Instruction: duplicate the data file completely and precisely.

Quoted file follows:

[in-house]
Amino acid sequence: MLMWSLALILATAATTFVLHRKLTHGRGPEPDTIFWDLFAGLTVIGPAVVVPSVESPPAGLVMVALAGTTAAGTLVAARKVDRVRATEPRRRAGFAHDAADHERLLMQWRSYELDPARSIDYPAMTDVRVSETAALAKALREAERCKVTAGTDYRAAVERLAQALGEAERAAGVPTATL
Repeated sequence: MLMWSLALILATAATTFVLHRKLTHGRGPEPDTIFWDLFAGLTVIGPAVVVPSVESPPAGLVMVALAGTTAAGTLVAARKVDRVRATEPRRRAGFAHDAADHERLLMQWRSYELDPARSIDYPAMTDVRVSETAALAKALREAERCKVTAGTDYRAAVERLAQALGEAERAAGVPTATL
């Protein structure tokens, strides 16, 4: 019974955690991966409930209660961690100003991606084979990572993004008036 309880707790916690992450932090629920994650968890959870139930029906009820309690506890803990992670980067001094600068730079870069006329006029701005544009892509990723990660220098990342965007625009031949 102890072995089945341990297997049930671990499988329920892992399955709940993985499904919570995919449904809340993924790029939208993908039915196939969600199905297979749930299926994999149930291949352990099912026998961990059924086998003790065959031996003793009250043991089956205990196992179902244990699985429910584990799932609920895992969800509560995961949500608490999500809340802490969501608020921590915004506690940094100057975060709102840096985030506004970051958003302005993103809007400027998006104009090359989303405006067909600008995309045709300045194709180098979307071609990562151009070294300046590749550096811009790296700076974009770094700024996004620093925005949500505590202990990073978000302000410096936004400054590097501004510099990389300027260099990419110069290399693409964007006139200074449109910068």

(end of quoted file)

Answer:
[in-house]
Amino acid sequence: MLMWSLALILATAATTFVLHRKLTHGRGPEPDTIFWDLFAGLTVIGPAVVVPSVESPPAGLVMVALAGTTAAGTLVAARKVDRVRATEPRRRAGFAHDAADHERLLMQWRSYELDPARSIDYPAMTDVRVSETAALAKALREAERCKVTAGTDYRAAVERLAQALGEAERAAGVPTATL
Repeated sequence: MLMWSLALILATAATTFVLHRKLTHGRGPEPDTIFWDLFAGLTVIGPAVVVPSVESPPAGLVMVALAGTTAAGTLVAARKVDRVRATEPRRRAGFAHDAADHERLLMQWRSYELDPARSIDYPAMTDVRVSETAALAKALREAERCKVTAGTDYRAAVERLAQALGEAERAAGVPTATL
């Protein structure tokens, strides 16, 4: 019974955690991966409930209660961690100003991606084979990572993004008036 309880707790916690992450932090629920994650968890959870139930029906009820309690506890803990992670980067001094600068730079870069006329006029701005544009892509990723990660220098990342965007625009031949 102890072995089945341990297997049930671990499988329920892992399955709940993985499904919570995919449904809340993924790029939208993908039915196939969600199905297979749930299926994999149930291949352990099912026998961990059924086998003790065959031996003793009250043991089956205990196992179902244990699985429910584990799932609920895992969800509560995961949500608490999500809340802490969501608020921590915004506690940094100057975060709102840096985030506004970051958003302005993103809007400027998006104009090359989303405006067909600008995309045709300045194709180098979307071609990562151009070294300046590749550096811009790296700076974009770094700024996004620093925005949500505590202990990073978000302000410096936004400054590097501004510099990389300027260099990419110069290399693409964007006139200074449109910068």